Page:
And yet, I do not believe that Van Til here offers the correct conception of the antithesis between sin and grace, between the wicked and the righteous. It is my conviction that this particular believer would not speak the truth, but would speak very foolishly, if he made the claim that he has a clear title, not only to his own, but also to his neighbor’s lot, and that his neighbor had no title to his lot at all. It is perfectly true, of course, that in Christ the believer is the rightful heir of the world, but that has reference to the future world, not to the present. The righteous shall inherit the earth, to be sure, but that is after this present world shall have been destroyed by fire, and the new heavens and the new earth shall have been created. It is also true, that in a sense all things in this world are ours, for Christ is surely Lord, and all things must serve His purpose. They all move and develop around Him and His Church, so that all things are subservient to their salvation. In that sense that wicked neighbor who professes the devil as his Lord, his plot of ground, his house and all he does, and all the wicked, yea, life and death are the believer’s. But that does not mean that the believer can claim that his neighbor’s plot of ground is his also. That is exactly not the case. It belongs to the common “metaphysical situation” as Van Til calls it, that the wicked and the righteous in this world have all things in common, also lots and houses. That particular plot of ground very really belongs to his neighbor in the providence of God, and not to the believer, nor will he ever possess that particular plot of ground through any clear title from Christ. Such a title to that particular plot of ground in this present world the believer does not possess, and Christ did not merit it for him.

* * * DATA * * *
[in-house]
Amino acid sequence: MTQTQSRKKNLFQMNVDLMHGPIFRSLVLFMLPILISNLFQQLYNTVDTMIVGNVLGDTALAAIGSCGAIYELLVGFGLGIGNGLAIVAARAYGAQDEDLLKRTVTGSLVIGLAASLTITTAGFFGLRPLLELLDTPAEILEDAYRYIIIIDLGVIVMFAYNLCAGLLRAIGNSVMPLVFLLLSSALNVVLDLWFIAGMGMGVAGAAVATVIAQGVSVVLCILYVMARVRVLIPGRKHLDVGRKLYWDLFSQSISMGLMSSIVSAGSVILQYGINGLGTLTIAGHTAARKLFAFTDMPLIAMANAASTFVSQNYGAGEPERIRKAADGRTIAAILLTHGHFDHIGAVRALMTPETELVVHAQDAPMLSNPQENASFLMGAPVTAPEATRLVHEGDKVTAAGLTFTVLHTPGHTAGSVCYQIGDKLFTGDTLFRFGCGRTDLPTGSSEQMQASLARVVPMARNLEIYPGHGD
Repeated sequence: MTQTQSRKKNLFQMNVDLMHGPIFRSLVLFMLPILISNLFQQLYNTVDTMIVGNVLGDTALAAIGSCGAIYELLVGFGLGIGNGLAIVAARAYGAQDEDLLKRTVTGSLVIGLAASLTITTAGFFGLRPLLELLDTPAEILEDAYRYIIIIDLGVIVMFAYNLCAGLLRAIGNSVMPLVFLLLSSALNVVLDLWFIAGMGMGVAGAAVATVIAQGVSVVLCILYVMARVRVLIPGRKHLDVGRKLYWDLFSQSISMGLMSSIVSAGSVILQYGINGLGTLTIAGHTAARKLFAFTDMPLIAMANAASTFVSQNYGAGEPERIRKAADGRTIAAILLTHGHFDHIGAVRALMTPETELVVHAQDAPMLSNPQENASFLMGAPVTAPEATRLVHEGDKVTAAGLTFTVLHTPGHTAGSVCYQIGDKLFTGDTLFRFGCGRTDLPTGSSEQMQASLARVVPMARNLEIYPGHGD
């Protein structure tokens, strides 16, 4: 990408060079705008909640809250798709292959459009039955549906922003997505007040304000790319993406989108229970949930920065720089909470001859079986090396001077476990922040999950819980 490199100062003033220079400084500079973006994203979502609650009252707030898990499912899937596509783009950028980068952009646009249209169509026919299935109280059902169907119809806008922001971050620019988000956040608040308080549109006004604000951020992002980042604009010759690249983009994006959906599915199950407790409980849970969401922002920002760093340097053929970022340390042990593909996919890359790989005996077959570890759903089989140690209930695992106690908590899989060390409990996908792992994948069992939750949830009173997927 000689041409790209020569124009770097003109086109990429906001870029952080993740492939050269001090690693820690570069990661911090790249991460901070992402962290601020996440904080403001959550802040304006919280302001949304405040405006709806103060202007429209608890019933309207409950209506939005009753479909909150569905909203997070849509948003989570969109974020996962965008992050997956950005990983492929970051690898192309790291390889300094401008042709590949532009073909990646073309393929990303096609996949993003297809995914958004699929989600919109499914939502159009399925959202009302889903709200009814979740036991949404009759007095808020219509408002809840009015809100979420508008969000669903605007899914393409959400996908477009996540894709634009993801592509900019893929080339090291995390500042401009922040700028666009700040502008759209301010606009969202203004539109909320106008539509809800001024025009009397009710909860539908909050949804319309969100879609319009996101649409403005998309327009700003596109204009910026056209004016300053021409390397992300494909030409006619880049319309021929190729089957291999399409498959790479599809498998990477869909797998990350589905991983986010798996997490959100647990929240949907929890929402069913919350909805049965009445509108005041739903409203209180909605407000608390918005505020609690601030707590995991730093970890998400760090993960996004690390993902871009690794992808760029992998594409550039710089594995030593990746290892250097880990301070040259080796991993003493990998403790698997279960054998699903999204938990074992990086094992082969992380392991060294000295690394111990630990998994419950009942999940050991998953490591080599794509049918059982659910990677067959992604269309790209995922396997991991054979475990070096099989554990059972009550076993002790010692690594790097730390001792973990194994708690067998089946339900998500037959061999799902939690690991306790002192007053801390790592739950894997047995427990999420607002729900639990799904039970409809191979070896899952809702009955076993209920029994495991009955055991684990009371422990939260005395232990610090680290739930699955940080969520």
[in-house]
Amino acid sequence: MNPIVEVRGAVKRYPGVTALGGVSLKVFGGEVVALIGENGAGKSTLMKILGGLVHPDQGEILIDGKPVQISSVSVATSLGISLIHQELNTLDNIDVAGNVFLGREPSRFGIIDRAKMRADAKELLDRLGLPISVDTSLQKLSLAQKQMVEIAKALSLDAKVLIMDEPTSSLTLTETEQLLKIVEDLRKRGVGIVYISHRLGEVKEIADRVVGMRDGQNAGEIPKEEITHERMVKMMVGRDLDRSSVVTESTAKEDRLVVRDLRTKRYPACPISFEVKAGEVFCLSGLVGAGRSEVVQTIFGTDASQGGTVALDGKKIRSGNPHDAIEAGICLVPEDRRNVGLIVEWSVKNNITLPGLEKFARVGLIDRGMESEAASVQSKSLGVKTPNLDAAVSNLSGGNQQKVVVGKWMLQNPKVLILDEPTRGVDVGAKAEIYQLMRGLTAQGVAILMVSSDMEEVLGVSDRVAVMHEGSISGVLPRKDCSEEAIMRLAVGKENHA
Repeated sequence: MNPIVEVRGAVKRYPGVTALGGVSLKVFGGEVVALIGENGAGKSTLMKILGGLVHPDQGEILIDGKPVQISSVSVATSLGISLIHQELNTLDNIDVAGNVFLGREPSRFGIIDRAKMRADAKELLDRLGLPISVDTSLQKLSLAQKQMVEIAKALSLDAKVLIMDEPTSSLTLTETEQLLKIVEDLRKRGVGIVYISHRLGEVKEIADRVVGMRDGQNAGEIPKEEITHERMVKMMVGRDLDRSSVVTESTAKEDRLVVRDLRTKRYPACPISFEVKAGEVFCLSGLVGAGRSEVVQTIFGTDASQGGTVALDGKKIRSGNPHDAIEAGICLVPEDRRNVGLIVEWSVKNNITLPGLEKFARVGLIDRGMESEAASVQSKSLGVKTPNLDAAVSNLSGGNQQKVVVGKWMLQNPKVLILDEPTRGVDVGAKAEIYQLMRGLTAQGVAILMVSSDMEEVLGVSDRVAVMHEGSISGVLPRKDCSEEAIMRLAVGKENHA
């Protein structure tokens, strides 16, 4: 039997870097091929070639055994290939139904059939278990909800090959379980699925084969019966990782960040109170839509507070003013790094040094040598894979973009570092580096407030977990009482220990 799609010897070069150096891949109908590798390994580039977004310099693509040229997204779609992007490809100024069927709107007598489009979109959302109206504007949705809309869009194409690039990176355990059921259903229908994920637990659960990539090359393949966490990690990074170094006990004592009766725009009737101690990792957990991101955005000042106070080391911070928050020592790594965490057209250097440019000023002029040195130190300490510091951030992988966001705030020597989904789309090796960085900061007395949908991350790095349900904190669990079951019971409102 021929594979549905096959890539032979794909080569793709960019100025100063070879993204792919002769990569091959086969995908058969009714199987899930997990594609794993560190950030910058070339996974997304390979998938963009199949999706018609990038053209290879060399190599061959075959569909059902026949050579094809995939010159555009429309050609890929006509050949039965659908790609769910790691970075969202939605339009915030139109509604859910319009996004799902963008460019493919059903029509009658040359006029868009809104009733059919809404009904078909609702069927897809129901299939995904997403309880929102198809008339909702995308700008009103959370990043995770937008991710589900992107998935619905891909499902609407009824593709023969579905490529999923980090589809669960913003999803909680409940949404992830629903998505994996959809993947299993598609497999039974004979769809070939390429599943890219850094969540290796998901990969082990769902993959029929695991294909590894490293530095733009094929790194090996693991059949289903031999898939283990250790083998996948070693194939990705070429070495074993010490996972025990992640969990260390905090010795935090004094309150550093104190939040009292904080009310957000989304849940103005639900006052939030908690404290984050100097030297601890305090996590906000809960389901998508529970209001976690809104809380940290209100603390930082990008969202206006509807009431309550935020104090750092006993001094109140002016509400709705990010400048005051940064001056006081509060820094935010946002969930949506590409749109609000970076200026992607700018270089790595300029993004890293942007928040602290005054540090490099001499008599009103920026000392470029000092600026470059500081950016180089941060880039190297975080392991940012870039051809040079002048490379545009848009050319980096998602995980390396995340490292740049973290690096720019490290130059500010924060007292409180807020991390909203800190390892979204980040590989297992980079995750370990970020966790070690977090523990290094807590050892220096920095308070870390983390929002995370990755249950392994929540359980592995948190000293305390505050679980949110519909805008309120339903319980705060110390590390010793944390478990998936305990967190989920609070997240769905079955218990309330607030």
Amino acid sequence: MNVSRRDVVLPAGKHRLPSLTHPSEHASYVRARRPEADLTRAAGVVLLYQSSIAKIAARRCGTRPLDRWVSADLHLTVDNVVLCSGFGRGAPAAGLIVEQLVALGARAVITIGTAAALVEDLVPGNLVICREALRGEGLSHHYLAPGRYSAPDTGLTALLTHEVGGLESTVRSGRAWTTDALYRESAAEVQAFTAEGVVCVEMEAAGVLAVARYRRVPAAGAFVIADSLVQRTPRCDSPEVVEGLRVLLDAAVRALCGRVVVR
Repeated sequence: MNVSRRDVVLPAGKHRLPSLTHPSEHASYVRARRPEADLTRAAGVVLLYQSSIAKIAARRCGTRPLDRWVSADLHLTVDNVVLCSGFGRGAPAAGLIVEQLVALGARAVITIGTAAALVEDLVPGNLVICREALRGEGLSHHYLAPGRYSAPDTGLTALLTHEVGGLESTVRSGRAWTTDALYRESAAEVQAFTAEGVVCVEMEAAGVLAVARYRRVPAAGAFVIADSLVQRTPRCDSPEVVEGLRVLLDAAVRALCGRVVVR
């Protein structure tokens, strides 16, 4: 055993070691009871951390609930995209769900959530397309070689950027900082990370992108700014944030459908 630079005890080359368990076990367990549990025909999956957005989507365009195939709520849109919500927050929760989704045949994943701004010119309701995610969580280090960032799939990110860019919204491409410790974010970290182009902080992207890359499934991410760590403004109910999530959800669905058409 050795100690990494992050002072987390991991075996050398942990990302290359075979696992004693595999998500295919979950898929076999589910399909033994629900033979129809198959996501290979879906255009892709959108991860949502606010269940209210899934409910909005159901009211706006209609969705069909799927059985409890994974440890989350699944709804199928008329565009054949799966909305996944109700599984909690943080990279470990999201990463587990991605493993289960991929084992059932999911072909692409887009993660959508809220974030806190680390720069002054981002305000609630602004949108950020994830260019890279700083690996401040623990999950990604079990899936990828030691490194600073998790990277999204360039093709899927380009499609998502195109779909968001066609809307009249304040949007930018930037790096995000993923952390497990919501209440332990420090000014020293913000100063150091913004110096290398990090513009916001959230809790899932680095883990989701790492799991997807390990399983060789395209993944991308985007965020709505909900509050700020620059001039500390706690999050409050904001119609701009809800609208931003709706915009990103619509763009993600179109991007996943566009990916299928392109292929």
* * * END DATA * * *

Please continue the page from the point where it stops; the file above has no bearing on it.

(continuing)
That, therefore, I consider a mistake. When the believer acts under the acknowledgement that that particular plot of ground is his unbelieving neighbor’s, and not his, he does not act on an “as if” basis at all.

What, then, might the believing neighbor say to that wicked man that built his house on a neighboring plot of ground? He may and should say this: “God gave you that plot of ground, and it remains His. Before God no man can have any absolute right of possession. That plot of ground is capital with which you may work as His servant. And what is true of that plot of ground is true of your building material, of your skill and strength to build your house. It is true, in fact, of all you are and have, of your body and soul, of your gifts and talents, of your money and possessions, of your wife and children, of your name and position in this world. It is all God’s, and it can be yours only in the sense that with it you must love and serve the Lord your God. Do not speak of your rights. You have no rights in the absolute sense of the word. Rather speak of obligation to glorify God in your body and soul, and with all you have. That is your sacred calling. And if you do not fulfill that calling, but simply use this world, your lots and houses and all things for the lust of your own flesh, God is terribly angry with you, and He will punish you both in time and in eternity. And this calling you can never fulfill, for you are dead through trespasses and sins. But this is possible for those that are in Christ Jesus. I advise you, therefore, to seek forgiveness of your sins in His blood, and grace to be delivered from the dominion of sin, that you may see your house and lot in the proper light, and glorify God with it.”